Today at work, I went to run an errand. On my way back, I stopped off at the kitchen to get a cup of coffee. All of the other members of my group were there having coffee and talking.

These are the people who I see and interact with every day. And if I had been at my desk when they went, they probably would have invited me to come along. But there they all were, chatting and laughing. I grabbed my coffee and slinked away.

I wasn’t invited. Even if they probably would have invited me, I couldn’t just push myself into their group. They didn’t invite me. And while I knew that that wasn’t personal, I still couldn’t do it. Because they didn’t. And because they didn’t, just the thought of joining them, even now, hours later, is enough to make me feel sick.

I don’t understand this at all. But understand or no, it’s part of my life, and I’m stuck with it.

I really hate being me.

Blame, Responsibility, and Guilt

As anyone reading this has doubtlessly figured out by now, guilt is a major issue for me. I’ve got my problems, and it’s bad enough that they hurt me. But they reach out beyond me, and manage to hurt people I care about, too, like my wife and my kids. And I sometimes have a really hard time coping with that. It’s really awful when I see the effects that my screwups have on them. They’re innocent; they had no part in anything that happened to me; they have no reason to be stuck dealing with my trouble. But they do get stuck with it.  It’s a constant cause of pain and concern – and most of all, of guilt.

But as I work on trying to fix myself, as I get treated for my troubles, one of the things that I’m being forced to do is confront my fears, to face up to them. I have to learn to not just react in the moment, but to dig into myself, and see why I react that way. I need to understand what makes me fear, what causes my anxiety. And that has led me to wondering about causes and responsibility, whether or not they really exist, and whether or not they really matter. Are my troubles my fault? Are they someone else’s fault? Does it really even matter?

Life sometimes intervenes in ways that help make things clearer.

I got an email yesterday. I don’t know how the sender found my address. But it was a guy I went to high school with. He heard about where I work, and wanted to know if I’d help him get an interview. It’s a very friendly email. He calls me “old buddy”, and reminisces about the good times we had together in high school.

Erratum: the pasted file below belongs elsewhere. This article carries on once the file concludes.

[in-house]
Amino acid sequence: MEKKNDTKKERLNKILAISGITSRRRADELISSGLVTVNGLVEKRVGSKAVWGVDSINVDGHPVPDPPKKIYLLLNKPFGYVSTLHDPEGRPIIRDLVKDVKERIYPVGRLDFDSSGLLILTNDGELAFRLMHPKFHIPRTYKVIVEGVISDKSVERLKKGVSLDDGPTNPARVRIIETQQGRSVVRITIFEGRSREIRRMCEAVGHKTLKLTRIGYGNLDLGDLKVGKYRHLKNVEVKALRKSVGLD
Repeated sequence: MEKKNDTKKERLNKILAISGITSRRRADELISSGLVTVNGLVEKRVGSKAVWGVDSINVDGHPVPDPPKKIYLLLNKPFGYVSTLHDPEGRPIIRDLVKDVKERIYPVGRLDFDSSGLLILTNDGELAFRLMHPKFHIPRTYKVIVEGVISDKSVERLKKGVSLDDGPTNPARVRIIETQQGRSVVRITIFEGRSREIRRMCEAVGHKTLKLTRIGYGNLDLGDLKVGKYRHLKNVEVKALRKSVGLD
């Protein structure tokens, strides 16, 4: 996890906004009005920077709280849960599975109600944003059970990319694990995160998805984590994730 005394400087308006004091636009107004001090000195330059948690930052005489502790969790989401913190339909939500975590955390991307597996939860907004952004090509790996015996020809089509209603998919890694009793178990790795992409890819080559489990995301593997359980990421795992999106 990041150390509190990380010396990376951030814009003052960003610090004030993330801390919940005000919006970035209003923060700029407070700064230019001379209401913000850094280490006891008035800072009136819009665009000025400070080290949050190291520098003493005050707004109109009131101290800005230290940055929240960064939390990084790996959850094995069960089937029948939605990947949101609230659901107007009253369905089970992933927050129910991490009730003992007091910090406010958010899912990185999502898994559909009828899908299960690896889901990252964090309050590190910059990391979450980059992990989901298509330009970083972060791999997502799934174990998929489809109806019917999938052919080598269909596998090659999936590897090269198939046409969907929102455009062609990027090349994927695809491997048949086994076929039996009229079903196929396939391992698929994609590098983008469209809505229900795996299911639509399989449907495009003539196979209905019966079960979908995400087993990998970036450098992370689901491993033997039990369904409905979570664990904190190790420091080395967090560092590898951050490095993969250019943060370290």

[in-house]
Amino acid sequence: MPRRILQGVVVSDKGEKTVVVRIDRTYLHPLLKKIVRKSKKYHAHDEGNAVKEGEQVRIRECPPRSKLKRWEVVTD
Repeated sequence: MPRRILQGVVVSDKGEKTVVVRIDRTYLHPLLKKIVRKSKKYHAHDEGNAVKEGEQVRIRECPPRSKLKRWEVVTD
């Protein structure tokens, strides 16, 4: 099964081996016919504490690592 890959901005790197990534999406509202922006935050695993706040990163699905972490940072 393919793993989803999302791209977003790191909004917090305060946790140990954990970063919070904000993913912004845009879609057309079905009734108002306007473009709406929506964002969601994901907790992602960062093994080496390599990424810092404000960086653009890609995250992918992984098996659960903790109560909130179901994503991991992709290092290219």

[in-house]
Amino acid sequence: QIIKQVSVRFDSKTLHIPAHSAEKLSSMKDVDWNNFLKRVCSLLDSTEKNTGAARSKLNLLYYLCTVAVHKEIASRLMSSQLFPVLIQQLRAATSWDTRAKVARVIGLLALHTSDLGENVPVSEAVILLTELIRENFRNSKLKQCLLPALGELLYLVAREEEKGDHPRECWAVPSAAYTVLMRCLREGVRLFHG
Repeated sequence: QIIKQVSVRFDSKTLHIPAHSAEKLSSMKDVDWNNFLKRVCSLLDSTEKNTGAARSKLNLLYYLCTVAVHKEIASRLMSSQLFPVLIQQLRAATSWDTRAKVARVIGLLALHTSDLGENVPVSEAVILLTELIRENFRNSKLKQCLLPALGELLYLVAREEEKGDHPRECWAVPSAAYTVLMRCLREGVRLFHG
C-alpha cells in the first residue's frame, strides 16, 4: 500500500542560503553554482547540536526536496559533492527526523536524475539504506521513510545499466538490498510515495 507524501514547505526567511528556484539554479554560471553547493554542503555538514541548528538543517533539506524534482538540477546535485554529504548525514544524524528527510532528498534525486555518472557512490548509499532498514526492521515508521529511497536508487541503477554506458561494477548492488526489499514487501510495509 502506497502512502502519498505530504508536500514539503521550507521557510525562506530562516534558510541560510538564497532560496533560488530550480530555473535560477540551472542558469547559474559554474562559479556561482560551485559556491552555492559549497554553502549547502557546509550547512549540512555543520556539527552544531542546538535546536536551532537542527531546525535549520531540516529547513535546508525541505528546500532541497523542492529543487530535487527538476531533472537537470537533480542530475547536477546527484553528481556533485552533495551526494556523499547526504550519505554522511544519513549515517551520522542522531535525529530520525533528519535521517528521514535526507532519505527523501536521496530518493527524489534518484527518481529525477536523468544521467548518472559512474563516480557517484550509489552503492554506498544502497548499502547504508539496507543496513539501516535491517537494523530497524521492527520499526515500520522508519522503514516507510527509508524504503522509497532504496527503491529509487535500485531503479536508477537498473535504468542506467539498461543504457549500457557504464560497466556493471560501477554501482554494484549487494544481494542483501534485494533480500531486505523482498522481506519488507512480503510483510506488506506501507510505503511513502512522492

Good times? Is he serious? Good  times??

This is a guy who tackled me on the way to a football field in gym class – just for the fun of being able to hit me. In the fall, I sprained my wrist – and for the duration of the time I needed to wear a brace, he proudly referred to it as his brace, because I was wearing it because of what he did to me. He was really proud of it: Hurrah! he’d injured a geek!

Yeah, good times.

I feel guilty about the indirect harm I do to my family because of my anxiety. But there is a reason that I’m like this. And there are people to blame for it. And… they don’t care. They either don’t remember it, or they think that torturing another person, deliberately, for fun, is such a trivial unimportant thing that it just doesn’t matter: “Sure, I used to beat you up. Sure I used to torment you on a regular basis. But it was all in good fun! Now help me get a job!”

In the long run, it doesn’t matter. Whether or not my problems were caused by what others did to me is ultimately unimportant. Because they can’t fix it. There’s only one person in the world who can fix me – and that’s me. I don’t know if I can, but I’m trying. But damn it, I wish that the tormentors could, at the very least, feel a little bit guilty. That someone who abused me could acknowledge that what they did to me was wrong. It wouldn’t undo any of the damage; it wouldn’t make it any easier to work through the process of trying to mend my scars. But it might just do a little bit to restore my faith in humanity.